Author: Jay-Rey (@jay_rey)
I said it, not here, but to my friends after hearing about The Man of Steel sequel. “The less information they tell us, the more excited I’ll be“. There is something to say about a movie that genuinely surprises you. JJ Abrams faltered a bit, with his plan to keep Kahn a secret. There was too much attention on a nobody character like John Harris, that it only made sense for it to really be Kahn.
Agent Coulson’s death in The Avengers, however, was a total surprise. The sharp, dry, no-nonsense agent who was always at odds with Tony Stark had an untimely demise that really hit the audience hard. And the best part about it was that no one saw it coming.
Recent news about the origins of Wonder Woman have made me think about the importance of teasers and info regarding movies that haven’t been released yet. The idea of Batfleck was something that really upset the movie crowd, but I think they are okay with the idea now. The casting of Wonder Woman caused some chaos, but people are starting to accept that there is as much to the character of Wonder Woman as there is to her physical appearance.
But the news regarding Wonder Woman’s origins is the straw that is breaking my camel’s back. Instead of being a straight Amazonian, it is widely rumored that the Amazonian race may be an offshoot race of Kryptonians, who used the genetic modifications seen in Man of Steel to create a society of strong warrior women. I think this is a bad move, regardless of when I found out. The worst part about it is that no one else is happy. This causes blog articles, angry tweets, e-mails, interviews, and every other way social media can lash out. This is the type of momentum causing news that will get to the ears of the studio heads, that will then have a chat with Goyer and Snyder, and that may lead to some other compromising decisions to fix what has happened.
I will watch Batman vs Superman, or whatever the hell they call it. But I don’t want to know what its about. I don’t want to see updated suits, and I especially don’t want to see what the suits look like on the actors. I don’t want to know plot details. The movie can be successful if they tell us as little as possible.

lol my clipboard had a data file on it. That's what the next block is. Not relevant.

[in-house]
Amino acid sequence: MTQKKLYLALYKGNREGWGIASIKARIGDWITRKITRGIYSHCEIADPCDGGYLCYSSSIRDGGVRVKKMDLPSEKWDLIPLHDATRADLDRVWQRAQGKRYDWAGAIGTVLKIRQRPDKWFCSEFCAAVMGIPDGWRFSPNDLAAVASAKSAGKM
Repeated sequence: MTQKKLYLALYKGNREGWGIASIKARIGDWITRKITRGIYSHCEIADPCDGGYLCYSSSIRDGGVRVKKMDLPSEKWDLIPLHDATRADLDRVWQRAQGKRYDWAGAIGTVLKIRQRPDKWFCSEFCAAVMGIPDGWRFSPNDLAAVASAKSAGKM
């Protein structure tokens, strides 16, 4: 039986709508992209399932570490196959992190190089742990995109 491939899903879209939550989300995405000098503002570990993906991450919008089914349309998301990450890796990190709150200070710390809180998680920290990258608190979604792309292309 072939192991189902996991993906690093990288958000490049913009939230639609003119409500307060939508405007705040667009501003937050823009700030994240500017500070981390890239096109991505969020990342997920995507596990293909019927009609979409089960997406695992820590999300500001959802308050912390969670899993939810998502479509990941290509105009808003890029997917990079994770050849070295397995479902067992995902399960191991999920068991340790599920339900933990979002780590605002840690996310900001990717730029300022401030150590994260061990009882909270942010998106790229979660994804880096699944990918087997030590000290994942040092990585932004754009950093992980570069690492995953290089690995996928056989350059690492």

1) I have noticed I am much more forgiving my first theatrical viewing for the most part. I legitimately enjoyed Spider-Man 3…
2) The Dark Knight Rises is not the best in the series, but we didn’t know that going in. An out of context glimpse at Bane’s airplane kidnapping, Gordon’s mysterious hospitalization, and the ambiguousness of Catwoman’s morality, all culminated in everyone wanting to see it. We didn’t know that Gotham was taken over, that Bruce was out of commission for months, and that John Blake was not only to skip the Robin character (since his actual name was Robin) but would actually take over the duties of Batman.
3) The drama over Bane’s voice should also be a hint at the power of the audience. When I first saw the intro to Dark Knight Rises, it was at an IMAX screening for Mission Impossible: Ghost Protocol. And much like early reports, it was very difficult to understand Bane. Nolan said this was an intentional choice. Months later, the same scene took on new life, as Bane’s voice was almost edited to be above the rest of the audio in any scene he was in.
I think Batman vs Superman can make whatever mistakes they want to. Make weird choices and step on the firmly placed continuity that has existed for decades. But don’t tell me about it. The more floundering I see, the less inclined I am to see it.
Do you think moviegoers know too much about movies before going in? Are comic book movies a special case?